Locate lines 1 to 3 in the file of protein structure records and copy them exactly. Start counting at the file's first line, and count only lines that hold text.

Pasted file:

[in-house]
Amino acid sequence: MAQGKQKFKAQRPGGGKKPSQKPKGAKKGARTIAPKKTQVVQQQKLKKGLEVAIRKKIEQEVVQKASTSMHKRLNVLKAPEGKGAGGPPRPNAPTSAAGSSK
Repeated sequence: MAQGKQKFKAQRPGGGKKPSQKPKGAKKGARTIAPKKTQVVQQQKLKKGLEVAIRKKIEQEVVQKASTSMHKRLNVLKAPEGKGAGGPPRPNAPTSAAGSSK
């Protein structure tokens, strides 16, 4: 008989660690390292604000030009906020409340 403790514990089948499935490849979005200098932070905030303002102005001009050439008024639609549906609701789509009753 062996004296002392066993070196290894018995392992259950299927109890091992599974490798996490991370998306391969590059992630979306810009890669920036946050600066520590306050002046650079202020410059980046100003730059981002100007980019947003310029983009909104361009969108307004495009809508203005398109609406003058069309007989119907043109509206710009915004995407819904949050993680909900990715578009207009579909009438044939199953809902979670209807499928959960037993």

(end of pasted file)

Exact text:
[in-house]
Amino acid sequence: MAQGKQKFKAQRPGGGKKPSQKPKGAKKGARTIAPKKTQVVQQQKLKKGLEVAIRKKIEQEVVQKASTSMHKRLNVLKAPEGKGAGGPPRPNAPTSAAGSSK
Repeated sequence: MAQGKQKFKAQRPGGGKKPSQKPKGAKKGARTIAPKKTQVVQQQKLKKGLEVAIRKKIEQEVVQKASTSMHKRLNVLKAPEGKGAGGPPRPNAPTSAAGSSK